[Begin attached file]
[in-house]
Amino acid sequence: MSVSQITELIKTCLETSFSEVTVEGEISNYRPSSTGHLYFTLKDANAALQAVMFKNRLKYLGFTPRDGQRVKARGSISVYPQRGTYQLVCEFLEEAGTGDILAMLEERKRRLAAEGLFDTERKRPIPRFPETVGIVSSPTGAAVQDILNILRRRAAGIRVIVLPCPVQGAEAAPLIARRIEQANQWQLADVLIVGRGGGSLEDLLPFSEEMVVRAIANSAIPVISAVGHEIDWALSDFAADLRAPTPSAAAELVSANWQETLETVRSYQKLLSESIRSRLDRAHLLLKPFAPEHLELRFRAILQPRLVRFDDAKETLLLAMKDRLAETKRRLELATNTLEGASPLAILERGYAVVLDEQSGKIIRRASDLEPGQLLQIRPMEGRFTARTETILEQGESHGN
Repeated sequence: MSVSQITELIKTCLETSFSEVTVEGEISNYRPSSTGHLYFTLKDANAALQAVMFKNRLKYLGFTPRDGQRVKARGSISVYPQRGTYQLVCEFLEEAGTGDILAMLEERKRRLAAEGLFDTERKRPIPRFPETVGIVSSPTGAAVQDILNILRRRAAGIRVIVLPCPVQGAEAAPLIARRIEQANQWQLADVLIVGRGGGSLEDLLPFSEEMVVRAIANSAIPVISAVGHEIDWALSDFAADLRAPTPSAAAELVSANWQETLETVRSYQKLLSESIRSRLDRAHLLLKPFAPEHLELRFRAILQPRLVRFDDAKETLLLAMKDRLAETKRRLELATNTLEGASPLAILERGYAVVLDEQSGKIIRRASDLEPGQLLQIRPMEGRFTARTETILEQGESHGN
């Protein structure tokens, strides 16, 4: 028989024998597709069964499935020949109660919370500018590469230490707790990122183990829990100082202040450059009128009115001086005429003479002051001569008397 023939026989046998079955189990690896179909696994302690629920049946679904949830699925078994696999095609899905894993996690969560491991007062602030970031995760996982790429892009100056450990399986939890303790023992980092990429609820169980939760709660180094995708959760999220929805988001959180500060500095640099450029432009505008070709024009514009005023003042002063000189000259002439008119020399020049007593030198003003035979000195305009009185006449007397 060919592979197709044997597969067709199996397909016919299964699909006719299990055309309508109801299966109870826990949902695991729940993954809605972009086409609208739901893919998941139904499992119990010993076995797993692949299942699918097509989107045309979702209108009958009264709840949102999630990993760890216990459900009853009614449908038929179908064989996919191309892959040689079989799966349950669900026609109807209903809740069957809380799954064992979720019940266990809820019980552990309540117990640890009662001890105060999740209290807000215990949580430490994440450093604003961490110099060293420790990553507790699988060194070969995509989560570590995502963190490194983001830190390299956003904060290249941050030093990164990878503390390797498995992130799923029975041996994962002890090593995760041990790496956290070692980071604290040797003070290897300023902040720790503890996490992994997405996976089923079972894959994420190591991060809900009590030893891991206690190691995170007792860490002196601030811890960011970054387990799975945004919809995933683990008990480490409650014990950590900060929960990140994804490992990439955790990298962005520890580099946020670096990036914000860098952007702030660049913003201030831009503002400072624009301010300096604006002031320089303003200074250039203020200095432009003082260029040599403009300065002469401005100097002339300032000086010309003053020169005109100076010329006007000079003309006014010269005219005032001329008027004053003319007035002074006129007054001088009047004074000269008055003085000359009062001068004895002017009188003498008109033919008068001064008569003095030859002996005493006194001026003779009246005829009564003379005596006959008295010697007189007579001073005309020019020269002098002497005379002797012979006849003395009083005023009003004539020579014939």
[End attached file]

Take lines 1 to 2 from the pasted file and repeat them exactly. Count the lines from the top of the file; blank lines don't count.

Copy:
[in-house]
Amino acid sequence: MSVSQITELIKTCLETSFSEVTVEGEISNYRPSSTGHLYFTLKDANAALQAVMFKNRLKYLGFTPRDGQRVKARGSISVYPQRGTYQLVCEFLEEAGTGDILAMLEERKRRLAAEGLFDTERKRPIPRFPETVGIVSSPTGAAVQDILNILRRRAAGIRVIVLPCPVQGAEAAPLIARRIEQANQWQLADVLIVGRGGGSLEDLLPFSEEMVVRAIANSAIPVISAVGHEIDWALSDFAADLRAPTPSAAAELVSANWQETLETVRSYQKLLSESIRSRLDRAHLLLKPFAPEHLELRFRAILQPRLVRFDDAKETLLLAMKDRLAETKRRLELATNTLEGASPLAILERGYAVVLDEQSGKIIRRASDLEPGQLLQIRPMEGRFTARTETILEQGESHGN